The main town of Midtjylland, Denmark’s Cental Jutland, Herning is also home to the most up-and-coming club in Scandinavia: FC Midtjylland.
Only formed in 1999, FC Midtjylland (‘FCM’) won their first Danish title in 2015, after several top-three finishes since acceding to the Superliga in 2000. FCM are leaders in the domestic game in other ways, too. The club’s contemporary MCH Arena in the town’s south-western outskirts is part of an expansive hub for leisure events and trade fairs, the Messecenter Herning, which will also include a business park and drive-in cinema. On the playing side, FCM initiated a first Danish football academy, with links to FC Ebedei of Nigeria and Brentford, after their owner bought a majority stake in FCM in 2014.
And while European football isn’t exactly a novelty – FCM almost turfed Manchester City out of the UEFA Cup in 2008 – Herning was always better known for its achievements in other sports. Local cyclist Bjarne Riis is a former Tour de France winner while several of Herning’s ice hockey players have starred in the NHL. BOXEN, the indoor arena that stands beside the MCH Arena, will host ice hockey’s World Championships in 2018.
No wonder, then, that the two local clubs, Herning Fremad and Ikast FS, who created FC Midtjylland in 1999, had precious little to shout about before then.
Fremad officially dated back to 1918 but there was football played in Herning before that, usually on market day. A forerunner of Fremad was founded in 1910 but its origins remain a mystery. Playing on Nørgårds Allé, then Nørregade, Fremad had their own Herning Stadion from 1968 onwards. In a strange footnote, the club encouraged Bobby Moore to play for them for nine matches in the spring of 1978, attracting record crowds and helping the transition to professional football. Bizarrely, therefore, Herning were the last club England’s greatest football hero played for in a career stretching more than 700 games.
Promoted in 1982 to the old 1.Division, Fremad remained top flight until their final season as an individual club in 1998-99, when they finished fourth, one place below Ikast. A Herning Fremad is still in lower-league operation, based at leafy Teglpark on Ringkøbingvej in the west of town, with teams at several youth levels too.
Ikast, just over 10km east from Herning, featured more prominently on the domestic scene than their neighbours. Still running a second team as a separate entity despite the merger to create FC Midtjylland in 1999, Ikast FS competed in the third-flight Second Division (West) as recently as 2009-10 until the Danish FA ruled out reserve outfits at that level. Before the merger, Ikast’s first team made the Danish Cup final three times, losing to FC Copenhagen 2-0 in 1997 and Brøndby 6-3 after extra-time in 1989. That same decade, Ikast actually won a trophy, the short-lived Danish League Cup, in 1985, a resounding 7-0 win over B1901.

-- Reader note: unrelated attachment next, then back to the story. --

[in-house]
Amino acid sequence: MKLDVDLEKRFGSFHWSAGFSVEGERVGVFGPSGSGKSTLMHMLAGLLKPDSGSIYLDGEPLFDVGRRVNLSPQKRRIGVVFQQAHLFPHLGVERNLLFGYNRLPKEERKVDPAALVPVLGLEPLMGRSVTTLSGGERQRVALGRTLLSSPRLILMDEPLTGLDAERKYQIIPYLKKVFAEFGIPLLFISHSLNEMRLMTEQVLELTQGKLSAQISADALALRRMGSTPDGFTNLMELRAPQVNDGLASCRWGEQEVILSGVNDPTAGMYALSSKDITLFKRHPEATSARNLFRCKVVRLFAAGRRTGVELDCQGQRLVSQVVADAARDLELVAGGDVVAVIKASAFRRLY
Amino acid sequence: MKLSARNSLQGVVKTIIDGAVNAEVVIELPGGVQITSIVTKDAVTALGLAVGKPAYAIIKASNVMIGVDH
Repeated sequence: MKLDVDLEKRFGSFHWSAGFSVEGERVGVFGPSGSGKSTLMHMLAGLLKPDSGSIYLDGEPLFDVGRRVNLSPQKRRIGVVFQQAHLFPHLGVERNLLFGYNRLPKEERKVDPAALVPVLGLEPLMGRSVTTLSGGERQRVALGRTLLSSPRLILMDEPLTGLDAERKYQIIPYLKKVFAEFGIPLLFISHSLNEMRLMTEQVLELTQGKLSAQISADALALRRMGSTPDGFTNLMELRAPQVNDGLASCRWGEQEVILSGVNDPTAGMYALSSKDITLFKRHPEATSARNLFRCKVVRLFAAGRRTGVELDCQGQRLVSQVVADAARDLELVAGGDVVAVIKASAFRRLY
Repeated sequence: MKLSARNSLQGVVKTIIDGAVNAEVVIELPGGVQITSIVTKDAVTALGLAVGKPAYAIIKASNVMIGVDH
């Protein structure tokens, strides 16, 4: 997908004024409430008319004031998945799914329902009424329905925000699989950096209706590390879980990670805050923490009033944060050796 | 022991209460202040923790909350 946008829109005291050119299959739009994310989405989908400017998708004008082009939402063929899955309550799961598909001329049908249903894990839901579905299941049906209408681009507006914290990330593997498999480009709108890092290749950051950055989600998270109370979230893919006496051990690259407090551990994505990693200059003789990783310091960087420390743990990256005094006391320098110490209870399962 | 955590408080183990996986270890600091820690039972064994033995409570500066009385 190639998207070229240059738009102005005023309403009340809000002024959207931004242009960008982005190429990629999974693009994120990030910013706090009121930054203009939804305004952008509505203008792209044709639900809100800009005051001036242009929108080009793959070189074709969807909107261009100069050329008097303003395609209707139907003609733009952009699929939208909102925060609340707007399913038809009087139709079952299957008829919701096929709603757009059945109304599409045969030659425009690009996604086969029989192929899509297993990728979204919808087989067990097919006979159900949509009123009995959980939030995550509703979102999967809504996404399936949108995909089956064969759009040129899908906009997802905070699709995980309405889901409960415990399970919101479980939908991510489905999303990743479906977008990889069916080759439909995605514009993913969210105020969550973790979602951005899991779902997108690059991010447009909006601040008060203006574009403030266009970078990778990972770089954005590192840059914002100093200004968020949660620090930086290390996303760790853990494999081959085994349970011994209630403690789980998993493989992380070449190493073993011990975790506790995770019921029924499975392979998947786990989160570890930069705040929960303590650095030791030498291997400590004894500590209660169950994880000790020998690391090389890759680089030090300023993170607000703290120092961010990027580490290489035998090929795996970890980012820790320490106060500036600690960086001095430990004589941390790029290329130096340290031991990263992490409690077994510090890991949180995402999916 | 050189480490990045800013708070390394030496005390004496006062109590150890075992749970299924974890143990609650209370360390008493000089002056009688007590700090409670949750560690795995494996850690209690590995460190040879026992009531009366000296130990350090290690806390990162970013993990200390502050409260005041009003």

Based at the Ikast Stadion on Stadion Allé close to Ikast rail station, the current club hosts FCM’s youth academy.
From Karup, the airport recommends using Frederiks Taxis (+45 86 66 10 45) Dkr270 into Herning. There is no public transport option.
If you’re flying into Copenhagen and heading to Herning overland, from the rail station in Terminal 3, a train to Herning (around Dkr400, overall journey time approx 4hr 30min) requires at least one change, usually at Skanderborg. Online booking is Danish-only.
For a local taxi, call +45 97 12 07 77.
Right by the stadium complex, the 104-room, affordable Hotel Herning is set at around Dkr1,000 for a double, depending on the time of year.
There are plenty of choices in Herning town centre, starting with the venerable if basic Hotel Corona, right on the main drag, with doubles in the Dkr1,000 range. The nearby Best Western Hotel Eyde has an equally long history but has recently been significantly modernised, with a gym, sauna and state-of-the-art equipment and classic Danish retro furniture. Further along stands the unique DGI-Huset Herning Hotel, whose übermodern design incorporates indoor and outdoor fitness areas, and the Swim Center with a plunge pool and water trampoline.
The main budget stay in town is provided by the centrally located Danhostel Herning.
Bars and faux pubs line busy downtown Østergade, with generous opening hours. The Fox & Hounds offers over a dozen draught beers and occasional live music while Murphy’s goes big on large-screen TV sports, showing all Champions League and Danish Superliga games. The Old Irish Pub is neither old nor Irish but the Herning branch of a nationwide chain set up in bar hubs across Denmark.
Also on Østergade, Gadespejlet refers to itself as a ‘bodega’, with nearly 40 years’ experience in keeping locals happily fed and watered. Baren appeals to a younger, more party-minded clientele. The Café Pitstop on Nørregade is primarily a betting bar with TV sports and drinks to match.